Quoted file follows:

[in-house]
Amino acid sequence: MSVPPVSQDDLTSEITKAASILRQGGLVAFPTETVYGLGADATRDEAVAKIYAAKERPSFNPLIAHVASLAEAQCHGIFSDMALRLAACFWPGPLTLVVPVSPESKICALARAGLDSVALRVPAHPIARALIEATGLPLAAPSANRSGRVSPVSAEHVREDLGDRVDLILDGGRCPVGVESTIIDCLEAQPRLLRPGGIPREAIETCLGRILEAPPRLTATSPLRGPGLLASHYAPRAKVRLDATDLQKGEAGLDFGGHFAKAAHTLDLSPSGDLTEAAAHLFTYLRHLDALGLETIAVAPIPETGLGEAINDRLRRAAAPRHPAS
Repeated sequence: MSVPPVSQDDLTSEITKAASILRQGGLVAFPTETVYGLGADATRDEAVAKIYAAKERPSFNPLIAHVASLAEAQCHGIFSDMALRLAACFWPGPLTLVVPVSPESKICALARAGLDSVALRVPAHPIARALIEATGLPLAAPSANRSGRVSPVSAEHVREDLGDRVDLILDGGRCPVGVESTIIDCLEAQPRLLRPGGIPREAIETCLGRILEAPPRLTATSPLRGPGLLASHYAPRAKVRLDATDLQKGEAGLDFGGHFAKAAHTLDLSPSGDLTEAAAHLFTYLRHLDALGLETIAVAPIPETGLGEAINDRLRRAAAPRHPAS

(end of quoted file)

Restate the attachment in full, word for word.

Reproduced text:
[in-house]
Amino acid sequence: MSVPPVSQDDLTSEITKAASILRQGGLVAFPTETVYGLGADATRDEAVAKIYAAKERPSFNPLIAHVASLAEAQCHGIFSDMALRLAACFWPGPLTLVVPVSPESKICALARAGLDSVALRVPAHPIARALIEATGLPLAAPSANRSGRVSPVSAEHVREDLGDRVDLILDGGRCPVGVESTIIDCLEAQPRLLRPGGIPREAIETCLGRILEAPPRLTATSPLRGPGLLASHYAPRAKVRLDATDLQKGEAGLDFGGHFAKAAHTLDLSPSGDLTEAAAHLFTYLRHLDALGLETIAVAPIPETGLGEAINDRLRRAAAPRHPAS
Repeated sequence: MSVPPVSQDDLTSEITKAASILRQGGLVAFPTETVYGLGADATRDEAVAKIYAAKERPSFNPLIAHVASLAEAQCHGIFSDMALRLAACFWPGPLTLVVPVSPESKICALARAGLDSVALRVPAHPIARALIEATGLPLAAPSANRSGRVSPVSAEHVREDLGDRVDLILDGGRCPVGVESTIIDCLEAQPRLLRPGGIPREAIETCLGRILEAPPRLTATSPLRGPGLLASHYAPRAKVRLDATDLQKGEAGLDFGGHFAKAAHTLDLSPSGDLTEAAAHLFTYLRHLDALGLETIAVAPIPETGLGEAINDRLRRAAAPRHPAS